Terry Lynn Garrett

Terry Lynn Garrett

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  • Estate Planning, Elder Law, Probate
  • New York, Texas
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Terry is a strong client advocate and passionate for helping her clients and others in the legal community.
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Terry Garrett advises people in Central Texas who are preparing for and enjoying their retirement years and people with special needs and their families. Her clients range from couples who are just starting out and people who want to stay in charge during retirement to families with multinational businesses. Having worked and studied in Asia for many years, she also enjoys advising on transnational planning. Terry Garrett graduated with honors from Cornell University. She was on the Dean's List at Wharton Business School. She earned her J.D. at Columbia Law School, receiving the Parker Award and a Melon Fellowship. She attended the Harvard Law School Negotiation Program and earned every certificate offered by the New York Institute of Finance. She is active in the Texas and Austin Bar Associations and a member of the National Academy of Elder Law Attorneys. She is an Approved Guardianship Attorney and is appointed by Central Texas courts in heirship proceedings. She handles pro bono cases for Volunteer Legal Services, the Austin Bar Association and the Women's Resource Fair. Mother of a child with special needs, she also teaches for the National Alliance on Mental Illness. Over the years she has volunteered for the Council on Adoptable Children, the AFS foreign exchange student program, Cornell Cares, Hands on Housing and as an officer of the Harmony PTO.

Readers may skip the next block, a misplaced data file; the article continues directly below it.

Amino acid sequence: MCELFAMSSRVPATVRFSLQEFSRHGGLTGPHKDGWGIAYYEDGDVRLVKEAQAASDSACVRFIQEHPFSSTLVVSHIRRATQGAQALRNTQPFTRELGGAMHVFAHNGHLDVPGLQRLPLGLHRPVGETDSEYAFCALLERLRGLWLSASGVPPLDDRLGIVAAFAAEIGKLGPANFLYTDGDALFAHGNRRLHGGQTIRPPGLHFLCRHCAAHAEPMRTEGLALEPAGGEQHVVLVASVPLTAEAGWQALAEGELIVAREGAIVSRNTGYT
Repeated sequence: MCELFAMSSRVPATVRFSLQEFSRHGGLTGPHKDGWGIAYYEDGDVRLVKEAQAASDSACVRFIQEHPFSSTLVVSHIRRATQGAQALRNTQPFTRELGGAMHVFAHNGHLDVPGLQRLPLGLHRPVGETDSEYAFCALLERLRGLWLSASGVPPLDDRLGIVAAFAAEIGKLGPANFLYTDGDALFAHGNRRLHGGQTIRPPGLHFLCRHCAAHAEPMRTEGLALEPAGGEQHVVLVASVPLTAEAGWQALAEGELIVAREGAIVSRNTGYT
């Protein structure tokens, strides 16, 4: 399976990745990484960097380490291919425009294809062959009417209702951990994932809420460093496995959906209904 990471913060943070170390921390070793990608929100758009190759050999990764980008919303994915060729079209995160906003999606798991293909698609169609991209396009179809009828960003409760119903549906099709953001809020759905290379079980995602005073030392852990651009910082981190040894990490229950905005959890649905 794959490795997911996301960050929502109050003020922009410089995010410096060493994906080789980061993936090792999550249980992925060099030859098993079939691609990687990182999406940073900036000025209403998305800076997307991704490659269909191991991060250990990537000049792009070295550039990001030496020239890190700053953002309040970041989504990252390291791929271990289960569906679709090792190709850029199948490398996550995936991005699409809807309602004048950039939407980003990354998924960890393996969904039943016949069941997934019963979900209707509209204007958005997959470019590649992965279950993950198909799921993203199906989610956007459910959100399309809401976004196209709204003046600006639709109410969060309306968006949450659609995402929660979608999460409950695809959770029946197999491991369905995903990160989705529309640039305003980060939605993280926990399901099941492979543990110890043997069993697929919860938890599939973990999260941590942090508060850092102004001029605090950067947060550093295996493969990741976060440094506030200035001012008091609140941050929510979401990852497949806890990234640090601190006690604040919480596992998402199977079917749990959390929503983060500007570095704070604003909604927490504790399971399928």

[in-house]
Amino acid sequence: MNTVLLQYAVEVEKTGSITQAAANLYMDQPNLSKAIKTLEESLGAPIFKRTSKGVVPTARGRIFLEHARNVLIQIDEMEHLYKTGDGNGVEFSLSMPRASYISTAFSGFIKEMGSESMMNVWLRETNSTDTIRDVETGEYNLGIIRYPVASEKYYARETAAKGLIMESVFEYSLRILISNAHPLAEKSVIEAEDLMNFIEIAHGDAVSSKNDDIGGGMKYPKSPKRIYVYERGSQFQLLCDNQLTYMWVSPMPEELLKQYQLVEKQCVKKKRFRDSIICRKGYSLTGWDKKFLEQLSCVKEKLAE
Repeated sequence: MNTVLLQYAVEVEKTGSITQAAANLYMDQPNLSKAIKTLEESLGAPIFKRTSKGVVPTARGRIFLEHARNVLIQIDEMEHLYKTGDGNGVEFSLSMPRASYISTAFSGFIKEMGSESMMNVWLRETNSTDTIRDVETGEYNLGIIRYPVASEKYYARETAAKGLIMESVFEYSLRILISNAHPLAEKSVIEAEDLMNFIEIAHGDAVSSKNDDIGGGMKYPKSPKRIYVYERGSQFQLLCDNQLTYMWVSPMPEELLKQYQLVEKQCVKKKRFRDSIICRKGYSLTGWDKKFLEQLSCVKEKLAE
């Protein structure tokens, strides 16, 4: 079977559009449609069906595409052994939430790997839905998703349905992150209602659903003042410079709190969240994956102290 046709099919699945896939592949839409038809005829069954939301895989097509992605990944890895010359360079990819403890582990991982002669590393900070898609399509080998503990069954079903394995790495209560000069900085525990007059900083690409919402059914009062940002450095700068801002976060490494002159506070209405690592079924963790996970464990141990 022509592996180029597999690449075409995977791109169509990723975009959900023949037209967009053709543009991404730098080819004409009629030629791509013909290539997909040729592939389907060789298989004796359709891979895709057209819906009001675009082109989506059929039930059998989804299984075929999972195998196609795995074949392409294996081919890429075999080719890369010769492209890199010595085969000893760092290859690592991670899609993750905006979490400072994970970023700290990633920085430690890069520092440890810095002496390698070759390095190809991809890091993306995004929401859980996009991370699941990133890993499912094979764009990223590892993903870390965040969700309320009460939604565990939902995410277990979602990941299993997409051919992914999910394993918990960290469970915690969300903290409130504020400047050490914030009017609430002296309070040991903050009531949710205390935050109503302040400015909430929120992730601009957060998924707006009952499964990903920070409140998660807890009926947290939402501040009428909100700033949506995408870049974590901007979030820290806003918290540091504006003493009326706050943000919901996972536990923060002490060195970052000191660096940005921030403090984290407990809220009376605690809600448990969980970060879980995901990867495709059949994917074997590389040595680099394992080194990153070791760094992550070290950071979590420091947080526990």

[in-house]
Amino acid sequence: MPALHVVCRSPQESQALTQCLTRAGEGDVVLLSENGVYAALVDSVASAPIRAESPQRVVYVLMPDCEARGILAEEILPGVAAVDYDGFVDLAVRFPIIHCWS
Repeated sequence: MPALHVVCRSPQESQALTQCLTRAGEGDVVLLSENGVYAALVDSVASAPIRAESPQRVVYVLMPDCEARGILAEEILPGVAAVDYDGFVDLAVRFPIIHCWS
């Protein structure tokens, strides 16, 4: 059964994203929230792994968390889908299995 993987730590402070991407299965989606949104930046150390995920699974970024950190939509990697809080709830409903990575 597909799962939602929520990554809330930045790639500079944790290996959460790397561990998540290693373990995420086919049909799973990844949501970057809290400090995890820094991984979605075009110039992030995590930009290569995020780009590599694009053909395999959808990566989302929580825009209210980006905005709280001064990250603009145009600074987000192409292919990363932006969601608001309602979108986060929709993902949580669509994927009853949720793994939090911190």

Practice Areas
  • Estate Planning
  • Elder Law
  • Probate
Additional Practice Area
  • Special Needs Planning
  • Credit Cards Accepted
Jurisdictions Admitted to Practice
New York
  • Chinese
  • Japanese
Professional Experience
The Garrett Law Firm, PLLC
Columbia University
J.D. (1983) | law
Honors: Parker Award, Mellon Fellowship
Activities: President, International Law Society; International Law Review, Environmental Law Review; Chinese and Japanese law study groups
Professional Associations
National Academy of Elder Law Attorneys
National Guardianship Association
Texas State Bar # 24048146
- Current
Austin Bar Association
- Current
Approved Guardianship Attorney
State Bar of Texas
Websites & Blogs
Legal Answers
575 Questions Answered

Q. Who has the right of inheritance if no will and only survivors are maternal cousins or deceased spouse niece?
A: If there no spouse, parents, children or siblings survive, uncles and aunts and then first cousins by blood (not marriage) will inherit. In the right circumstances, even second cousins can inherit, as can those further removed. Ask a Texas attorney to file an Application for Determination of Heirship and Issuance of Letters of Administration.
Q. My grandmother doesn't take good care of her dog. If I take the dog home with me one day, could she sue me?
A: In theory, yes. But could she recover? Are you preventing the dog from being taken away by the ASPCA?
Q. Should my mother gift her home to a family member prior to going to a nursing home?